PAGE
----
Whatever, i think the concern authority will forget these half tunnel and full tunnel for Domestic airlines are coming up! At last i feel now we are breeding the HAVES and HAVES NOT.
    tashi delek

  3. The problem in the country is not that people don't know what to do, people don't do what needs to be done. People know the problems as well as the solutions. Everyone waits for the "zhung" to do everything.

    Domestic airline? Although I am from the East, I am not in favour of domestic airlines. I would prefer a double-lane running one from Haa to Tashigang and another one running from Samtse to Daifam. These would make more sense.

    But I do feel domestic helicopter service makes sense because the choppers could also be used for disaster management, evacuation of medical emergencies and deployment rapid reaction forces.

  4. nice idea, though. but this very thing about tunnel that too in bhutan where soil quality is not that really good, i dont think it will work. Since underground facilities such as tunnels follow closely the motion of their
    surrounding soils, landslides and seismic faults can be major causes of the damage
    of these underground structures. In other words, these structures can perform well
    as long as they are embedded in stable soils. even a slightest crack can cause major long term these things will become a nuisance...

  5. I think your argument is right for full tunnels but half tunnels can be repaired just like an open highway. Loose soils would require deeper rock bolting and thicker cement grouting. That's why it is costly. But if one considers thousands of man-hours lost every year on the north-south highways, the cost of building the half tunnels would be fraction of such costs.

    I hear the chief designer for the southern lateral highway is considering the half-tunnel option for landslide areas. Especially between Tala and Kalikhola.

    Half tunnels have been employed well in the Italian Alps where avalanche occurs every winter. But as you say the Alps are more stable than the Himalayas.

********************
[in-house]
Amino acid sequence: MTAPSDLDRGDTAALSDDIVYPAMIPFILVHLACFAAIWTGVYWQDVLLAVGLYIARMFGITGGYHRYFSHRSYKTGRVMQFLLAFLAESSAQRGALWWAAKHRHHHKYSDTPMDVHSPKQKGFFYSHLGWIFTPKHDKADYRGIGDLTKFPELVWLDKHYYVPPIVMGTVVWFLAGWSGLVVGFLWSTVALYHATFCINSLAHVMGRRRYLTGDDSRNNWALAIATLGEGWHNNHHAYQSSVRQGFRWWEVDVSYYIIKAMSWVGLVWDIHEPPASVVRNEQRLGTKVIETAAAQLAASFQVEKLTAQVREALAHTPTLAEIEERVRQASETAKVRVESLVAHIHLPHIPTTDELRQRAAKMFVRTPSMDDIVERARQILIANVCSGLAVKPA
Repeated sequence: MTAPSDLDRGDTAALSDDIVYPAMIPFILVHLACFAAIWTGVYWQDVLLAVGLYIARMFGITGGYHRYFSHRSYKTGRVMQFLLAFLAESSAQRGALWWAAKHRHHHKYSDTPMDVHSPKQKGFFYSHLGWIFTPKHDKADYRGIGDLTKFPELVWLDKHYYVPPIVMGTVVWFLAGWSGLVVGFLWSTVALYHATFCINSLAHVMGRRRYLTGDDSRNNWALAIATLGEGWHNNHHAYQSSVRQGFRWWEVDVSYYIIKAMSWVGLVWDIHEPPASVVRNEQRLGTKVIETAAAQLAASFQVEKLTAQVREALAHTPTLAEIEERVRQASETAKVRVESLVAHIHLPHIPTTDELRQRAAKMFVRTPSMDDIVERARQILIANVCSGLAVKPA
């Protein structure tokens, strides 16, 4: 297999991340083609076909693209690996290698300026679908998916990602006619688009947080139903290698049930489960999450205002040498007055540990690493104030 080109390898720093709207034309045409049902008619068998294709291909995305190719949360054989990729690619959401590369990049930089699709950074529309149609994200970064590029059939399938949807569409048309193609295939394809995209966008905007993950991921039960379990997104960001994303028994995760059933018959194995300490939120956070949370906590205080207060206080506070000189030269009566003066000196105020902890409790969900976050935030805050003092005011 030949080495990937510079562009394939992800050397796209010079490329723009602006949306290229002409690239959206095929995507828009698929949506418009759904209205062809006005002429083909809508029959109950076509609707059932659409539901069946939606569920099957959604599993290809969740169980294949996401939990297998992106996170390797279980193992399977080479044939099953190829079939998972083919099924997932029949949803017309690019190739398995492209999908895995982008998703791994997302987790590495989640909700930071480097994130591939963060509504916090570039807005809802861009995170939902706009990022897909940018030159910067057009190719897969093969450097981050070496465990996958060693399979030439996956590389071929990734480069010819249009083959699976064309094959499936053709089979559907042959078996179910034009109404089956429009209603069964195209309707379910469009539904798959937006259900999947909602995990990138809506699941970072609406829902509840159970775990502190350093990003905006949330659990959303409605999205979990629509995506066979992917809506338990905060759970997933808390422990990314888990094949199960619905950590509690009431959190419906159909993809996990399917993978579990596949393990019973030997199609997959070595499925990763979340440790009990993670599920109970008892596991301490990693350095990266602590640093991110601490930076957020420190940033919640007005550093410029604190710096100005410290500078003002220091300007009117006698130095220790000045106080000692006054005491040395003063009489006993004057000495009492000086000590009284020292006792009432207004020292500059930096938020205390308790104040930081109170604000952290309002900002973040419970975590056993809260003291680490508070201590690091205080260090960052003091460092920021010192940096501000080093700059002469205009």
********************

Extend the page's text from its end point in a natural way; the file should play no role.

The basic question is - isn't a shame that even after 50 years we can't stabilise Bhutan's first highway?

  6. well about the word " shame"..its all about engineering quality of ours.i am an architecture student myself...hope in future,,,,we be able to come out with solutions....

    and yeah, thank you sir for changing ur background colour..

  7. Sorry to intervene this thread mainly contributed by Bhutanese friend.... but could not hold back myself as I like Bhutan & have travelled from Jumja many times in the past....In addition being an engineer (though not in Bhutan for any engg related work), I have following to say....

    June 8 thread above rightly mentioned about land being unstable.... He means land below the tunnel and not above. ANy structure needs stable strong support on which it is supported. As everybody knows in last few years, land at Jumja spot has been eroding / giving way considerably and every year the road goes inwards (towards mountain), so the question is if the land below (half pr full) tunnel does get washed away, how will this structure remain in place? I had heard that many high profile engineers from Tala project have spent sleepless nights scratching over this engineering solution. SO, its not as easy as it seems. Had it been (easy), it would have been taken care of long back. However, on the positive side, more complex situations in the world have been tackled successfully so this will also be solved in near future.